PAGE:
March turned out to be a dramatic, eventful, and volatile month for both the bond and stock markets as turmoil in the banking sector stole the spotlight and influenced the markets. The old saying, loosely translated, that “the Fed raises interest rates until something breaks” proved to be true once again. However, it wasn’t the US labor market that faltered as many had expected, but rather the American niche bank Silicon Valley Bank that collapsed due to the higher interest rates.
Summary of market focus during the month:
- Banking turmoil in the US and Europe
The markets broadly devalued banks despite the problems being rooted in company-specific events at American banks Silicon Valley Bank, Signature Bank, and subsequently European Credit Suisse. The fear of contagion and further negative surprises from banks was significant, but central banks and politicians acted swiftly and forcefully to maintain crucial financial stability. This had an effect and calmed the markets, with the volatility index VIX surprisingly ending the month at an even lower level than at the beginning of the month.
- Continued high inflation
Inflationary pressures remain high around the world, and central banks are now grappling with high inflation on one hand and financial stability on the other. The US Federal Reserve did raise its benchmark interest rate by 25 basis points at its March meeting, but market pricing indicates that a lower interest rate peak, fewer remaining hikes, and earlier cuts are now being discounted. However, markets generally price in a softer interest rate path going forward.
- Continued pressure on Swedish households
In Sweden, statistics from Statistics Sweden (SCB) showed that household loan growth continues to decline, while the average variable interest rate is now at its highest level since 2012. Overall, there is significant pressure on households at present, and the outlook for private consumption is not particularly positive.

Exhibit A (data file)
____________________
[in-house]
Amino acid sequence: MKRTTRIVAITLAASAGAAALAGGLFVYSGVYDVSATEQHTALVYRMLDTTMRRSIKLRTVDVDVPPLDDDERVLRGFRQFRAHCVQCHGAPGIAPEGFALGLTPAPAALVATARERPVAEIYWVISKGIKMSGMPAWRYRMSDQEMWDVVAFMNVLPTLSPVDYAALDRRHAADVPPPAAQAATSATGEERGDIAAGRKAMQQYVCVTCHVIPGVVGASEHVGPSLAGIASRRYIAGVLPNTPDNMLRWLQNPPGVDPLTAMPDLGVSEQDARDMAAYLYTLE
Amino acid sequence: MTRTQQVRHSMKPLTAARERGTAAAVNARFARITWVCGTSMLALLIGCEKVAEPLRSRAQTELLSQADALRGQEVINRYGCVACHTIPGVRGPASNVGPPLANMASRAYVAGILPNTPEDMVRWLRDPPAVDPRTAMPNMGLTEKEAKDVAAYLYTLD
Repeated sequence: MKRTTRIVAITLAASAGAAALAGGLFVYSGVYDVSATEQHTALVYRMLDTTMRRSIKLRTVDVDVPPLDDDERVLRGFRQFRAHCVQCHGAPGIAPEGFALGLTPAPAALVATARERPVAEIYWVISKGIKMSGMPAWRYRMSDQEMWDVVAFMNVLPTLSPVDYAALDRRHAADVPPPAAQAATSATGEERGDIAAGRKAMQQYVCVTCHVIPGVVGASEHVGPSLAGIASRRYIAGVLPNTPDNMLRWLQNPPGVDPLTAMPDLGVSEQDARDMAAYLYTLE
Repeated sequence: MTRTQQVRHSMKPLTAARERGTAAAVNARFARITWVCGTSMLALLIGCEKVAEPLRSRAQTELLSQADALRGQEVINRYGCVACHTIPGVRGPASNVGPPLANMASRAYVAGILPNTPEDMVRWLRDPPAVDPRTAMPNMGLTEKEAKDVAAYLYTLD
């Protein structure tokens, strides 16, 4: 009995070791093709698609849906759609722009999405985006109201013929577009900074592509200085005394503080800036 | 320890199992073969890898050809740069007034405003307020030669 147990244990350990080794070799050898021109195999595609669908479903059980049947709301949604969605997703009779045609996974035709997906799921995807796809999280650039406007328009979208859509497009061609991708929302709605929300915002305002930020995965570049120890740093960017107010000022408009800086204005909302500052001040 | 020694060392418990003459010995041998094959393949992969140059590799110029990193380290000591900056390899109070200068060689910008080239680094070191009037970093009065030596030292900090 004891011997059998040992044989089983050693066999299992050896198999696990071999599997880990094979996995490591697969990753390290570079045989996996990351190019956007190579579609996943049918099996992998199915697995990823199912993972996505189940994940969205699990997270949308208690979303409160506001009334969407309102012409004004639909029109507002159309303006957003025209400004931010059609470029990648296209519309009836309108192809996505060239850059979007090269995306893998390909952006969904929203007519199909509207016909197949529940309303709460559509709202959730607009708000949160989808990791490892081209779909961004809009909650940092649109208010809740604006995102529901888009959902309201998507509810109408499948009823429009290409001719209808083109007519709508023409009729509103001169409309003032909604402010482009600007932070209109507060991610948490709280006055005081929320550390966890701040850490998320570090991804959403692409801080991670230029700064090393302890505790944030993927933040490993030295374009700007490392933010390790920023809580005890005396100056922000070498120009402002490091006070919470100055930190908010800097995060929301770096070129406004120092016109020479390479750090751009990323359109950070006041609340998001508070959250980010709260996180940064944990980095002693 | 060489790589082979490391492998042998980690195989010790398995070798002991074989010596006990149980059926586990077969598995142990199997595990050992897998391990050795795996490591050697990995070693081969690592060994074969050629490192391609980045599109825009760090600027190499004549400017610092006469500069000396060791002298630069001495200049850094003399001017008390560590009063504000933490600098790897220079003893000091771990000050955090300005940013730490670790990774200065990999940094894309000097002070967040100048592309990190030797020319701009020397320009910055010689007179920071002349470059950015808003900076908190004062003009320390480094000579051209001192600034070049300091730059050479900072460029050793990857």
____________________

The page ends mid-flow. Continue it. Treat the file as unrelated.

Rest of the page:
Development of fixed income funds
The credit markets were marked by banking turbulence, which initially caused significant negative reactions for most bank bonds. However, the situation calmed down, and buying interest emerged in companies considered to have high quality and low risk, such as the Nordic banks. In a second wave of speculation about which other European banks may have problems, both stock and bond prices of Deutsche Bank declined sharply. However, after several politicians, including Germany’s Chancellor Olaf Scholz, stated and confirmed that both Deutsche Bank and the rest of the banking system are strong, the concern subsided and the market recovered. Solis, a company that develops and operates solar parks in Europe, announced that it had breached several of its bond covenants, which caused the price of the company’s bonds to decline. Although a settlement could eventually be reached with bondholders, our funds were negatively affected by Solis’ developments. Primary market activity was strong at the beginning of March but subsided as volatility increased. We participated in issuances by Telia, Tryg Forsikring, Securitas, and Hoist Finance, among others.
The funds had mixed performance, with Simplicity Likviditet rising by 0.19%, while Simplicity Företagsobligationer, Simplicity Global Corporate Bond, and Simplicity High Yield declined by 1.07%, 1.72%, and 1.47% respectively. The declines are primarily explained by the weaker sentiment in the banking sector. Yields in all funds are still at high levels.
Development of equity funds
Although Simplicity Norden fell during the month due to the negative performance of banks, other major holdings had a good month. One of the fund’s largest holdings, Novo Nordisk, saw double-digit growth due to high demand for insulin in the US. Logistics company DSV also rose due to strong demand among industry peers. In both Swedish funds, Hexpol and Mycronic also contributed strongly to the returns. The latter rose after receiving orders for SLX mask writers in both Asia and the US in March.
Game developer Paradox released new gaming news during the month and was rewarded with an 18% increase in its stock price. The stock is held in both Simplicity Småbolag Sverige and Simplicity Småbolag Global. Despite an overweight position in the banking sector, our global small-cap fund managed to withstand the fall well during the month. The decline was easier for the fund’s bank stocks than for the sector as a whole, and the fund’s other holdings compensated with larger gains. In addition to Paradox, mention can be made of Melexis, Rai Way, and Orion Corp.
Simplicity Green Impact had a fantastic performance during the month, achieving a positive return of 2.6%. The fund’s solar companies SMA Solar Technology and First Solar rose due to continued high demand for solar cells in the US, with the latter expanding with a new factory to meet the demand. Also, read about this month’s stock, Ecopro, which has now risen by 384% this year.
After a broad decline in real estate stocks due to increases in financing costs, research firms raised their recommendations for several real estate stocks at the end of the month, and Simplicity Fastigheter finished a challenging month strongly.
Fund performance: Simplicity Norden fell by 3.6%, Simplicity Sverige by 2.2%, Simplicity Småbolag Sverige rose by 0.4%, while Simplicity Fastigheter and Simplicity Småbolag Global declined by 11.1% and 3.5% respectively. Simplicity Green Impact performed the best with a 2.6% increase.Tillbaka till Nyheter